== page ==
Concentric Hamstring and Quadricep strength of american football players in the NFL scouting combine.
- Large study with an elite population! 1.252 players tested.
- Strength ratio for hamstring to quadriceps was measure at 68-69% for all players with very little deviation.
- For quadriceps 47.2% of players had a bilateral deficit greater than 10% (one quad stronger than the other).
- For hamstrings 57% of players had a bilateral deficit greater than 10% (one quad stronger than the other).
- Strength was related to bodyweight and position.
TL;DR – Bilateral deficits are the rule not the exception in american football athletes.
- 57 high level norwegiean soccer players where exposed to a battery of field tests – Yo-Yo intermetent recovery test stage 1 and 2, Maximal sprinting speed (10m, 20m and 35m), Repeated sprint ability (7x35m test).
- They performed a matrix of co-relation tests to try to establish any relationships.
- All tests co-related to an extent with yo-yo 1 and 2 co-relating the closest.
- 2 and 4 minute heart rate tests co-related with yo-yo results and where reproducible so could be used as a non invasive monitoring tool for fitness.
TL;DR – Authors suggested the use of one Yo-Yo test and Repeated sprint ability tests for in season testing, they also suggest that 2-4 min heart rate tests could be a good monitoring tool.
- 10 elite rugby league players underwent an 8 week small sided game block of 2x per week.
- Sessions consisted of 4 x 10 minutes games interspersed with 3 minutes of recovery.
- At the start and finish of the programme players had their – Intermitent fitness (shuttle test), speed (10,20 and 40m) and repeated sprint ability (8x20m) tested.
- Players realised a -2% improvment on 40m time and -3% improvment on 10m time. They also showed improvements in intermittent fitness and repeated sprint ability.
TL;DR – conditioning games produce fitness and speed gains in rugby league players while also playing rugby at the same time.
- 27 player where split into 2 groups water only training and water and strength training.
- Water training was 5x a week for control group and strength training groups whilst only the strength training group performed 2x a week strength training.
- Programme lasted for 18 weeks and consisted of – Bench Press, Full Squat, Military press, pull ups and counter movement jump.
- Control group didn’t improve in any measures whilst the experimental strength group improved in counter movement jump (+6.9%), bench press (+10.5%), Full squat (14.2%), thorwing velocity (+2.8%) and 20m swimming sprint (-2.25%).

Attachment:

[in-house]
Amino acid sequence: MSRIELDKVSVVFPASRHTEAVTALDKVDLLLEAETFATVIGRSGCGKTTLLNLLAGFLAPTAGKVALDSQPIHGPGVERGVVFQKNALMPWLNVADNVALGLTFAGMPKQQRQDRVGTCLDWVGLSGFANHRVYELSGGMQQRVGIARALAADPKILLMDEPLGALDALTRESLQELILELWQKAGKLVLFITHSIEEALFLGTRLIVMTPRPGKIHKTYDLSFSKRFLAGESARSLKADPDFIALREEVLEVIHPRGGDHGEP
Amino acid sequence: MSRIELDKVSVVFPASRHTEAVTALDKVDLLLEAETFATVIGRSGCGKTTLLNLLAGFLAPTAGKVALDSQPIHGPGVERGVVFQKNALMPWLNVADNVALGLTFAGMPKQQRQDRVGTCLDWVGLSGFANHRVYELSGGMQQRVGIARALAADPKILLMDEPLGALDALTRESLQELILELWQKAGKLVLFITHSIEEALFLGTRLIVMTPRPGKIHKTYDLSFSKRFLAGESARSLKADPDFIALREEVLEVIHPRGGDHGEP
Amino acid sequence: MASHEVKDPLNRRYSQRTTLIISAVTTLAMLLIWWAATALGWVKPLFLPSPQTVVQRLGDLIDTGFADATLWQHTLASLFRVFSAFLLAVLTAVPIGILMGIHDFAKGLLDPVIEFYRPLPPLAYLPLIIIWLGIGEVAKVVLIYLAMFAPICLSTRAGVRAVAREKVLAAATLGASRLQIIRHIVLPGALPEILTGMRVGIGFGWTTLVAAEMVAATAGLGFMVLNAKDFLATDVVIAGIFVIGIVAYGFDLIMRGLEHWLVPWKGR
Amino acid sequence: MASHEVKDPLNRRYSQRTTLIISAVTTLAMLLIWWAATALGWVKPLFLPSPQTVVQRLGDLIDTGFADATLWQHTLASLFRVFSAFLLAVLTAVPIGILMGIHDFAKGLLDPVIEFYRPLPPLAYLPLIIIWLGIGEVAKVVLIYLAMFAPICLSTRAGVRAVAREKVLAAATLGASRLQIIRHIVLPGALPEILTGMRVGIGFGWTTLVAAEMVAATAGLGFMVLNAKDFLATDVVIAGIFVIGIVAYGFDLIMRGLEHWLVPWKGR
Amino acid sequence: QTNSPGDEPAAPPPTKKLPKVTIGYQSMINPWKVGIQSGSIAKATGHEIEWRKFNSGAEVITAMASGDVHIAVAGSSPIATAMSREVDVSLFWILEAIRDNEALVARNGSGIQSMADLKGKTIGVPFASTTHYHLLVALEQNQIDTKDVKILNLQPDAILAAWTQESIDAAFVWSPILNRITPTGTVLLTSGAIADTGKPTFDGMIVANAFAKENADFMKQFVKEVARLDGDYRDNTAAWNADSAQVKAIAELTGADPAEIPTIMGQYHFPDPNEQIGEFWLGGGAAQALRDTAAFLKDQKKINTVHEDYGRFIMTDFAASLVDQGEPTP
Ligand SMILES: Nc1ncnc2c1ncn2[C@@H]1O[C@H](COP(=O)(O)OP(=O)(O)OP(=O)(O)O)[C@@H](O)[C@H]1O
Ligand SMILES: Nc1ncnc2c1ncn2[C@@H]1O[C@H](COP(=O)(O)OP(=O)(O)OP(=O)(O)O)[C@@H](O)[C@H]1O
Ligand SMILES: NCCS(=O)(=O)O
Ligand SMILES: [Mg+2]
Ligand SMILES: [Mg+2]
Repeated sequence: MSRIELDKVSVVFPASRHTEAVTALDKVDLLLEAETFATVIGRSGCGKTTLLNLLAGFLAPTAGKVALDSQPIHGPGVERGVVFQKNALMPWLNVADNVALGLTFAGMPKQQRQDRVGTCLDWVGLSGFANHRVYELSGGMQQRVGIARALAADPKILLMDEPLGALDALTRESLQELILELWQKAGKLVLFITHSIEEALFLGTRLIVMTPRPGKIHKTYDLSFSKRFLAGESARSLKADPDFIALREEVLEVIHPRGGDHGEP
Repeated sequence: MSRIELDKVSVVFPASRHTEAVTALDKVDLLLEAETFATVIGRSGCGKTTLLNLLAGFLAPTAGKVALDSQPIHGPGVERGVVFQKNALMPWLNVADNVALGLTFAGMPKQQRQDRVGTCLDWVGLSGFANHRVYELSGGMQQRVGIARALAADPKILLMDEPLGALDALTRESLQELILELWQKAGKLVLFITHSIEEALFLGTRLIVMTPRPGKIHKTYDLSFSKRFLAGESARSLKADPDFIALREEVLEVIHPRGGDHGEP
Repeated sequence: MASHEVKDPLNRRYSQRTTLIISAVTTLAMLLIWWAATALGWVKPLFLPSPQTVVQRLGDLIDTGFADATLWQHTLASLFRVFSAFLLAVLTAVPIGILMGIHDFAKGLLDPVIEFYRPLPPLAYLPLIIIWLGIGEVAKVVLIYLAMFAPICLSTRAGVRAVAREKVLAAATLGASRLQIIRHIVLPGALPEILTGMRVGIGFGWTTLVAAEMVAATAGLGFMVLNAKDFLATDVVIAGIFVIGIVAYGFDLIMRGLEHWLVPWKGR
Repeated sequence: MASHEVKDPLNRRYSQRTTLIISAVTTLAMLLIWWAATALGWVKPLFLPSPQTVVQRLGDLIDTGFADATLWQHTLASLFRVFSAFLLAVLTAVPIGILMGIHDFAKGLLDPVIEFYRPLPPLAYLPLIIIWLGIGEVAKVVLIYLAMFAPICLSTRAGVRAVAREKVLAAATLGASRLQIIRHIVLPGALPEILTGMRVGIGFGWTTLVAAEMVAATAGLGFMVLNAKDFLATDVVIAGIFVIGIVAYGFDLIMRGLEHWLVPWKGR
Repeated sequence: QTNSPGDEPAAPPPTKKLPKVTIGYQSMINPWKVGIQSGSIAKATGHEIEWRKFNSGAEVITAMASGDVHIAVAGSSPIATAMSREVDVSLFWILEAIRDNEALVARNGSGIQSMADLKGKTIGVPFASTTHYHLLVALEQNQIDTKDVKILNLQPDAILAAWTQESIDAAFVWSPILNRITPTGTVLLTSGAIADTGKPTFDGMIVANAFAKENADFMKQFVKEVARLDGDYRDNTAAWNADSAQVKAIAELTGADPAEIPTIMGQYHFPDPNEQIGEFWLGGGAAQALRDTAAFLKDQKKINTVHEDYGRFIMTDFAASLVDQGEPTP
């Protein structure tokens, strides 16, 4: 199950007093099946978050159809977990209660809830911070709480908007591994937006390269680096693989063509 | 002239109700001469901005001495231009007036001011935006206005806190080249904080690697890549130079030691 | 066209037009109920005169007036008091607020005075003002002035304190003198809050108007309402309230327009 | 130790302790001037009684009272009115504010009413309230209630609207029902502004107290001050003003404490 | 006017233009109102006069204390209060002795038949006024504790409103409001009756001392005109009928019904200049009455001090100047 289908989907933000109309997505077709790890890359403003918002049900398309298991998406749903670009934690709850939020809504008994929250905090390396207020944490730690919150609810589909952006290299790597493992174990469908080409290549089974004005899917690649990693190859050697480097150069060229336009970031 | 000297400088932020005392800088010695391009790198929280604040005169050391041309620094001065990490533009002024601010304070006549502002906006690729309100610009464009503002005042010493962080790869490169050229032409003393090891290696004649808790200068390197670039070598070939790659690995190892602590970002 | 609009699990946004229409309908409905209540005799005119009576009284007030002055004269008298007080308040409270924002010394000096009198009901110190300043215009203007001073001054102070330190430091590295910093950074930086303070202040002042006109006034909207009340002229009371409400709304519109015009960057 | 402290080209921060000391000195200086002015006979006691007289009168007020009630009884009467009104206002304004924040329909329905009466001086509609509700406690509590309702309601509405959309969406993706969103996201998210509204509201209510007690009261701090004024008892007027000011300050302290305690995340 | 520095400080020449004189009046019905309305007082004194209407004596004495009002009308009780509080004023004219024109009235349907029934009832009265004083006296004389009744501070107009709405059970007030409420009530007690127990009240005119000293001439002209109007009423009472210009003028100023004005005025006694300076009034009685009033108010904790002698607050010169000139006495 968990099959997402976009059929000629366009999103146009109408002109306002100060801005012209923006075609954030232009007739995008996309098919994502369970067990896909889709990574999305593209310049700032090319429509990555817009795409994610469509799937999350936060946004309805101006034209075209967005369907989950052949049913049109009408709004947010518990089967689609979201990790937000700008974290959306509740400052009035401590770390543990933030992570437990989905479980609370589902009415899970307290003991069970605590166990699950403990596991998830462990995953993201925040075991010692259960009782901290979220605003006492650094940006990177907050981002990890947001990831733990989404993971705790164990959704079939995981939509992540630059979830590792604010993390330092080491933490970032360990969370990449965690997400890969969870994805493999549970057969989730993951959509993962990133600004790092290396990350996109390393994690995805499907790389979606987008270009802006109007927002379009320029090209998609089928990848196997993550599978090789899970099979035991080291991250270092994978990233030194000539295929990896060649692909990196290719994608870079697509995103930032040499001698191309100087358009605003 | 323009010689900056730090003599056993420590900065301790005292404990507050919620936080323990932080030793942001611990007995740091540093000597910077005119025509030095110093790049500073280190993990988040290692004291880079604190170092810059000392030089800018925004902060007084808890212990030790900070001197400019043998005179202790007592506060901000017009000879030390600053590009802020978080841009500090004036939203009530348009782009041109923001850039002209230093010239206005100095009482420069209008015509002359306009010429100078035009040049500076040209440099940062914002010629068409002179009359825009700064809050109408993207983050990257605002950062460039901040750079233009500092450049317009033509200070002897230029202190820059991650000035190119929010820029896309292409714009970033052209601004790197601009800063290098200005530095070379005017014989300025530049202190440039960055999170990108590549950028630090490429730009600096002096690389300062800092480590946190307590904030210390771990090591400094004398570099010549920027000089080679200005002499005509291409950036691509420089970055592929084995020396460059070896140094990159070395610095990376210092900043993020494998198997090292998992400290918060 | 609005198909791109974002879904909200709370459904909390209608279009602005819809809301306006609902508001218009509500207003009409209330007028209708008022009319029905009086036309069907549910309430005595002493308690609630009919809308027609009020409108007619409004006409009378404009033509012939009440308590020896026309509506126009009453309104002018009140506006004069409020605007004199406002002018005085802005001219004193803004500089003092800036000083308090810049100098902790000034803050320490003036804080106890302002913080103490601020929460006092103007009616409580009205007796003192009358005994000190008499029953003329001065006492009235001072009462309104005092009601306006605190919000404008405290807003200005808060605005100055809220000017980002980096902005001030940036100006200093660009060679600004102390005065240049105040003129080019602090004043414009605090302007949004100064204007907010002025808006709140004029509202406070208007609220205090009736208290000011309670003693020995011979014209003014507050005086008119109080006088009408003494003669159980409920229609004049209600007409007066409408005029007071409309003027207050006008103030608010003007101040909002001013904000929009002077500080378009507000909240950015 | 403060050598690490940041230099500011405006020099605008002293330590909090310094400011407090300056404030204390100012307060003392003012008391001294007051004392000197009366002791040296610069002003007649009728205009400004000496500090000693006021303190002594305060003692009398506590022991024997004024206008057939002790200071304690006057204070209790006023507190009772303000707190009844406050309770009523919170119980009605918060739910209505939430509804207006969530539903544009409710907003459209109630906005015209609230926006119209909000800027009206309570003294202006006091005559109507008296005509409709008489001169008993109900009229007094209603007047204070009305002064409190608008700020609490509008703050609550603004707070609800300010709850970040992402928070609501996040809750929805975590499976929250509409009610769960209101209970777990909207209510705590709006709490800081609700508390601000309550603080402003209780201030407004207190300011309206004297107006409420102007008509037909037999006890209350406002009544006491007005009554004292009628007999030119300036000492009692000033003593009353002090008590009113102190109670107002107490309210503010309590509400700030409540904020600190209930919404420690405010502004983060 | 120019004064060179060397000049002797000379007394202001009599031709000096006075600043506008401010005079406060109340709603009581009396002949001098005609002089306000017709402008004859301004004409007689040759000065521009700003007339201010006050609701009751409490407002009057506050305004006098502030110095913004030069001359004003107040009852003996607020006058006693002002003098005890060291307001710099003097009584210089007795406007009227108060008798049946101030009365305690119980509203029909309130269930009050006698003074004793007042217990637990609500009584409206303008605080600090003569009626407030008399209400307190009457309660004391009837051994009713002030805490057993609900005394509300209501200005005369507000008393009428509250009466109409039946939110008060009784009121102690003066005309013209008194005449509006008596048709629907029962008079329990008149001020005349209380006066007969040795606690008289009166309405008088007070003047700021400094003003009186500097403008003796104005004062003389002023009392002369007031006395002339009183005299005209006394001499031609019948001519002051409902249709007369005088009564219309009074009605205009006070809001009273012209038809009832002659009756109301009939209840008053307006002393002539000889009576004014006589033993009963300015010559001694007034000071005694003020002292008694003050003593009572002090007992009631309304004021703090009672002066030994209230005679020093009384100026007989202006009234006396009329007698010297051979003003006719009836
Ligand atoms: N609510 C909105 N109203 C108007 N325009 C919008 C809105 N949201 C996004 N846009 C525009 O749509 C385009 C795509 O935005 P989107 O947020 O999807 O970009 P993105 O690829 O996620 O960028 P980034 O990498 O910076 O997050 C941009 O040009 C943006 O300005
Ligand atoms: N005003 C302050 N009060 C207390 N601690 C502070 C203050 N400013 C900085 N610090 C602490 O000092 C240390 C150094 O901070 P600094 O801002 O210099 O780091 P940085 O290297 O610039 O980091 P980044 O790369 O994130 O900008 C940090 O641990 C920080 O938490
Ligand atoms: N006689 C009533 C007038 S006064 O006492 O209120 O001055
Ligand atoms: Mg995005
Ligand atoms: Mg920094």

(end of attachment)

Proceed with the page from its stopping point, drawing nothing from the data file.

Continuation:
TL;DR – If your a water polo player and want to be stronger, faster and throw the ball harder lift weights and do loaded jumps 2x per week.
- 15 men performed a 6rm using a wide, medium or narrow grip on the latpulldown.
- On average narrow and medium grip where stronger by +3kg when compared to wide grip.
- Narrow and Medium grip activated biceps more than wide grip (especially on concentric phase)
- Wide grip activated lats and infraspinatus more than close and medium (especially on eccentric phase)
- Overall muscle activation was fairly homogeneous (similar).
TL;DR – Grip width has small effects on the involvement of muscles on this exercise and on strength, if you want to be anal about it you can change your grip for the lols.
- 15 men performed two conditions a-bench press and b- bench press with static stretching.
- During condition a they performed 4 sets of bench press till concentric failure with 80% of their 1RM with 150 sec of rest between sets
- During condition b they performed the same protocol but stretched pecs and triceps for 30 sec at peak stretch.
- No significant difference was found between conditions.
- Of small interest the stretching condition performed slightly better than control 21.3 reps vs 20.5 reps (although not significant).
Stretching does not effect upper body strength in bench press in fact if you want to maybe squeeze one more rep out at 80% get your stretch on.